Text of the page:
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For Fukui's Sake: Two years in rural Japan by [Baldwin, Sam]
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For Fukui's Sake: Two years in rural Japan Kindle Edition

4.6 out of 5 stars 108 customer reviews

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Length: 211 pages Word Wise: Enabled Enhanced Typesetting: Enabled
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Product description

About the Author

Sam Baldwin spent two years working as an English teacher on the JET Programme in the small town of Ono, in Fukui prefecture, Japan. For Fukui’s Sake is a true account of his adventures. He has written about travel for The Guardian, The Times, The Independent and The Scotsman, and has contributed to numerous magazines and guide books. He now lives in Edinburgh and works as a writer and editor for an international online travel company. See more at www.ForFukuisSake.com

Product details

  • Format: Kindle Edition
  • File Size: 548 KB
  • Print Length: 211 pages
  • Simultaneous Device Usage: Unlimited
  • Publisher: Baka Books; 1 edition (9 Sept. 2011)
  • Sold by: Amazon Media EU S.à r.l.
  • Language: English
  • ASIN: B005M9TF78
  • Text-to-Speech: Enabled
  • X-Ray:
  • Word Wise: Enabled
  • Screen Reader: Supported
  • Enhanced Typesetting: Enabled
  • Average Customer Review: 4.6 out of 5 stars 108 customer reviews
  • Amazon Bestsellers Rank: #446 Free in Kindle Store (See Top 100 Free in Kindle Store)
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Customer Reviews

4.6 out of 5 stars
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Top Customer Reviews

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There are so many books written by people who've lived in another country for a while and then think they might make some money writing about it. But this is one of the best!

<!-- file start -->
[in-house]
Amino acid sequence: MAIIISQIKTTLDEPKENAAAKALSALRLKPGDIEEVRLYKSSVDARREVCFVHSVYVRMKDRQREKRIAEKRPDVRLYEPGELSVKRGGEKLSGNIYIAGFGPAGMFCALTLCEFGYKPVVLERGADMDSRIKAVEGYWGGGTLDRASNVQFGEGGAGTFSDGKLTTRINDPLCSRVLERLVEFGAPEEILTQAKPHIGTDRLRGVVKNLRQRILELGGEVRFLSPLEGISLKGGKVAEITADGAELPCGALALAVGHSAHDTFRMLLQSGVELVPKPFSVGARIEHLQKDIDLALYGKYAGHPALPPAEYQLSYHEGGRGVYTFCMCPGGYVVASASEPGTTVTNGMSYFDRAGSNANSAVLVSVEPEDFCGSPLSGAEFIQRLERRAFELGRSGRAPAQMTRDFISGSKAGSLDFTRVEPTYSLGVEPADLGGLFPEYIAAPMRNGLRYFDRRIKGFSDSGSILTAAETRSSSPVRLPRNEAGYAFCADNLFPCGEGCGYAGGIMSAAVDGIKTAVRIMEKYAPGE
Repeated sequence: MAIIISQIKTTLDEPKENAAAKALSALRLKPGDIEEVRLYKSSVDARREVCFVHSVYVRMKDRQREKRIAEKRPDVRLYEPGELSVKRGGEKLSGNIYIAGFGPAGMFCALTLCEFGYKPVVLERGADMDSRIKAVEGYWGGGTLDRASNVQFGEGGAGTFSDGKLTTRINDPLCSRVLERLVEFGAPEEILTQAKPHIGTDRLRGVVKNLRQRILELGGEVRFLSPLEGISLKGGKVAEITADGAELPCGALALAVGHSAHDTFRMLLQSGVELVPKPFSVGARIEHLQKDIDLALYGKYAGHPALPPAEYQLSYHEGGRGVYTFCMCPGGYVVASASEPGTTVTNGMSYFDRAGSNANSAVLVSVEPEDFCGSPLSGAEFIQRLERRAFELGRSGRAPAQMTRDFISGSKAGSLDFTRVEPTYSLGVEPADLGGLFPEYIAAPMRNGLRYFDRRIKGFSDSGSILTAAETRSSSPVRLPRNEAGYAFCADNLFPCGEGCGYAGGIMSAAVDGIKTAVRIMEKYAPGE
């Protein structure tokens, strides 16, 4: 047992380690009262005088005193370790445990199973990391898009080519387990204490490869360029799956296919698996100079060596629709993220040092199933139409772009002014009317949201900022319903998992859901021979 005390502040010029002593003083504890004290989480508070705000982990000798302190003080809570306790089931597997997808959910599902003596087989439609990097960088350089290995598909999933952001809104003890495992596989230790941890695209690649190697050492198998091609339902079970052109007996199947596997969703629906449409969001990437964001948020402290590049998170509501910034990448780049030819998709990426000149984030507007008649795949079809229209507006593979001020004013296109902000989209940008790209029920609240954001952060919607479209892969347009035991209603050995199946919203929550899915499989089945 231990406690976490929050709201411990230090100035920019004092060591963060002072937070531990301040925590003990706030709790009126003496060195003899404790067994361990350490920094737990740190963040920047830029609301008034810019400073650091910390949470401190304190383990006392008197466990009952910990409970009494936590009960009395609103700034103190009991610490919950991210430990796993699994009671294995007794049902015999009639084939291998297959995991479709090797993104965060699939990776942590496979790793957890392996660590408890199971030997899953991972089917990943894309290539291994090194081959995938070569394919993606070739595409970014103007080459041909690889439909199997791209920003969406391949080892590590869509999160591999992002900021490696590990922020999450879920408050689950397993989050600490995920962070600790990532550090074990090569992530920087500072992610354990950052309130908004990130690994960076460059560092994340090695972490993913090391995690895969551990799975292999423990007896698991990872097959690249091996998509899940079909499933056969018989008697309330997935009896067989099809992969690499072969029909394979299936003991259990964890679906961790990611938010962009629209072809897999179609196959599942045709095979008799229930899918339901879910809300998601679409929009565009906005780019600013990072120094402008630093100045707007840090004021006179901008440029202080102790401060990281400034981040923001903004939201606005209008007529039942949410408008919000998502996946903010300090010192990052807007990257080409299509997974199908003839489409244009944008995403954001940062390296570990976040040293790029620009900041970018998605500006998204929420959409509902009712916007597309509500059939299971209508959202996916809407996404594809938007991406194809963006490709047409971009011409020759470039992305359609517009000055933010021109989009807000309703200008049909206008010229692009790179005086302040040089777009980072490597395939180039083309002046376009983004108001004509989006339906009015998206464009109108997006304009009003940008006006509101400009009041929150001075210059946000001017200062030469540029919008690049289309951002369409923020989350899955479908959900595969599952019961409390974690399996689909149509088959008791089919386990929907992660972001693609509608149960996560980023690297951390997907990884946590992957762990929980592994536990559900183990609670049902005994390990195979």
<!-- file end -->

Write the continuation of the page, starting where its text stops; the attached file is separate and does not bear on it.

Japan is one of the few places left in the world where a Westerner can still experience a real culture shock. Sam lived there for two years, and the book is his account of that time. Alternately moving, funny, sad and always eye-opening, it holds you from beginning to end.
Having never visited Japan I cannot comment on the accuracy of some of the author's writing, but it is always clear what are factual happenings, and what are his own thoughts and opinions.
Overall, a great read, and, I would think, essential if you are going to Japan.
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Great book with wonderful glimpses of small town and rural Japan. Excellent descriptions of some lesser know beauty spots, and a humorous view of two cultures trying to blend at the level of ordinary individuals.
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Japan is not somewhere I would have thought of visiting or to be honest reading about but this book has changed my mind on both counts. Its an enjoyable book, to be honest I did think it was going to be more about the authors new job teaching in Japan rather than his travelling adventures but it was well worth the read.A bit amusing in places and very discriptive of his new life in Japan.
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I bought this hoping it would remind me of my recent trip to Japan and wasn't disappointed. The book is written in a casual and very funny style that made it very hard to put down. The only small downside is that it was a little short and I managed to finish the book in a day however it is one I will certainly be reading again soon.
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A brilliant funny sad and interesting look at life in japan. Makes me want to go myself. Well done Sam San
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Format: Paperback Verified Purchase
There is one scene in the book, where the author and a young Japanese women are kayaking in a lake when their conversation turns to their perceptions of 'beauty' in Japan. The answer is surprising and gives an insightful glimpse in the psyche of many Japanese and their approach to tourism. The westerner's conventional appreciation of bountiful, untamed landscapes and hers - wholly detached from nature and far removed from the wilderness they find themselves in.